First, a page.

There is going to be a new “NAFTA” (though it may wind up being called something else). A new tri-lateral trade deal between the United States, Canada and Mexico.
And, while we still do not know the specifics in minute detail, it what we do know is that this appreciably strengthens the United States’ position.
How did the Trump administration accomplish this? By negotiating from a position of strength and leverage – precisely the way a country with the most strength and leverage should negotiate, but which previous administratons did not.
As you are probably aware, a deal was struck with Mexico some time ago. Canada held out, presumably hoping that would get them more than if they just acceded to the United States’ demands. And maybe Canada did get a little more than a quick “yes” would have yielded.
But let’s be clear here: Canada had to come into this deal, or it would have become the “odd man out” in trade with the two largest economies in the hemisphere. So, with all the leverage on the United States’side, it is a virtual guarantee that the final agreement is significantly more advantageous (or, should I say, less disadvantageous) to us than the original NAFTA giveaway.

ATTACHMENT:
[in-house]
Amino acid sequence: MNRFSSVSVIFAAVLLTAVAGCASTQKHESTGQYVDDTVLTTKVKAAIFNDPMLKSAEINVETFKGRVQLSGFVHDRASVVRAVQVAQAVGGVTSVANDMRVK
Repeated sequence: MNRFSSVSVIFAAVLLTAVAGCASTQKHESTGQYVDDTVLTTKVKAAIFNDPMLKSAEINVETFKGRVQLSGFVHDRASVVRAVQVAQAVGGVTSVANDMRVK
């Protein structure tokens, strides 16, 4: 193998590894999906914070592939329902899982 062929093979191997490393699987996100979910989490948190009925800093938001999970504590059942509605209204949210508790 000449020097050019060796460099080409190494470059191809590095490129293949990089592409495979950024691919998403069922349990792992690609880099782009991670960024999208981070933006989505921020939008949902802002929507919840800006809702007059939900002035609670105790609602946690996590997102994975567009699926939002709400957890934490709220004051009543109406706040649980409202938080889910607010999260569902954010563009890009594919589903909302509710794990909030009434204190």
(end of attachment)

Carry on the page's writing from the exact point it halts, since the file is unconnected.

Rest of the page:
(Don’t be surprised to see the same thing happen with China in the near future. The “trade war” with Trump & Co. has tanked China’s economy – not ours, but theirs – and it needs a resolution. Fast.)
Will media give the Trump administration credit for this? Or will they, in effect, say, “oh, that’s nice, but what about stormy daniels and christine blasey ford”?
Given their coverage to the Trump administration finally getting billions and billions more from the European countries we protect through NATO, and the trade concessions from the European Union, I don’t expect much.
But, in the real world, it would be hard to overstate the economic triumphs this administration is producing.
On the other hand, maybe Barack Obama will pop up somewhere, assure everyone he was responsible for this, and get the credit instead.